incredible words you’ve given. I appreciate the ease at which you write and the personable and easy flow of your writing.
Excellent article jasmine…i really love your words….
Christ had to pursue His bride because we are born dead in our sins. Few Christian women will see themselves in such an analogy; most think they are such a prize and that any lowly man should be grateful for her affections.
Jasmine, an encouraging, aptly-timed reminder for me, thanks! I’ve been in the “friend-zone” before and hope not to go back! It’s nice to read a relationship article that is uplifting regarding our brothers in Christ. Keep on writing!
Melody Latrice Copenny
Beautiful blog post Jasmine, incredible words you’ve given. I appreciate the ease at which you write and the personable and easy flow of your writing. You “preached” without being “preachy” and that’s an amazing thing to do. My favorite set of words from this post that are so quotable: “Be patient with your brothers. Be quick to forgive and willing to try. Relationships are not just about what we can get out of them, but what we can pour into them. The godly man who you patiently express your standards to may not be your future husband, but you may be doing a tremendous service to his future wife. Help him grow.” Thank you for writing. Keep sharing your perspective on life, living and God. The world needs to hear your words. ~ m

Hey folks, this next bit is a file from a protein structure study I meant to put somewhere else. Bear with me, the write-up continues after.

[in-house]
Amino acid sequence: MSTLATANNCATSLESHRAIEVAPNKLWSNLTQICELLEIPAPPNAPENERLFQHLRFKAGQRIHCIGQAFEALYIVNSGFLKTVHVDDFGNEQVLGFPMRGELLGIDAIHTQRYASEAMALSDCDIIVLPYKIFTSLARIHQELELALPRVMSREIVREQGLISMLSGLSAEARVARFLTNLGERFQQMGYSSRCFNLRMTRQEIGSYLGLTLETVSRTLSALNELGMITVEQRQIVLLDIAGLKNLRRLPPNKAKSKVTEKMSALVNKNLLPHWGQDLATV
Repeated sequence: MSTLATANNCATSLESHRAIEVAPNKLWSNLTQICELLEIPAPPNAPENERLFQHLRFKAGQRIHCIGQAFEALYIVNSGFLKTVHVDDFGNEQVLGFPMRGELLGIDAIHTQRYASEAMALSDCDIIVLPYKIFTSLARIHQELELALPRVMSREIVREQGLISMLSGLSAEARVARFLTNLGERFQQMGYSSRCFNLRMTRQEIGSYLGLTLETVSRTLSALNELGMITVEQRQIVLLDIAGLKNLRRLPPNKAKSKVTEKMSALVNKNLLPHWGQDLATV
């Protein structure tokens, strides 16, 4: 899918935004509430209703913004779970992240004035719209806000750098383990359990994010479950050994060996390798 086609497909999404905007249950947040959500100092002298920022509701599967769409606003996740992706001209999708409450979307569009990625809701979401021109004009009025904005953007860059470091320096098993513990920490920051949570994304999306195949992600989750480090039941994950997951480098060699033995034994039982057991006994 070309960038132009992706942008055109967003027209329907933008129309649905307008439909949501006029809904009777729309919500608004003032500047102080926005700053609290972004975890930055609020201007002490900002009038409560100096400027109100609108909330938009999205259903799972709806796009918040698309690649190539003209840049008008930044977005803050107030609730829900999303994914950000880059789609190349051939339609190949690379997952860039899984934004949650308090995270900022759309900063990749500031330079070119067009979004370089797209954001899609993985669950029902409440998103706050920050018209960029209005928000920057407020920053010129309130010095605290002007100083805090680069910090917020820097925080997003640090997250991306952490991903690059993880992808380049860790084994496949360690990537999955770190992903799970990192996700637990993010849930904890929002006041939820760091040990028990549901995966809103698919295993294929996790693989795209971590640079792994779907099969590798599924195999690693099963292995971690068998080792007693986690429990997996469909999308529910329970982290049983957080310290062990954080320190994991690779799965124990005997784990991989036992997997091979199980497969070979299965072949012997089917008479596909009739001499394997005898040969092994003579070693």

Definitely a humbling article. Thank you sister for this.
I so enjoyed this post! Thank you for writing this (definitely sharing!), as well as your book. It has been such a huge encouragement to me, and the Lord has used it so much in my life. Blessings!
So happy to hear that it was helpful! God bless you!
So glad to hear it! Soli Deo Gloria!
Thank you! =)
Haha! Amen. May we esteem our brothers more highly than to settle for the friendzone or to slide them into the neverland ourselves. 😉
Thank you for reading! =)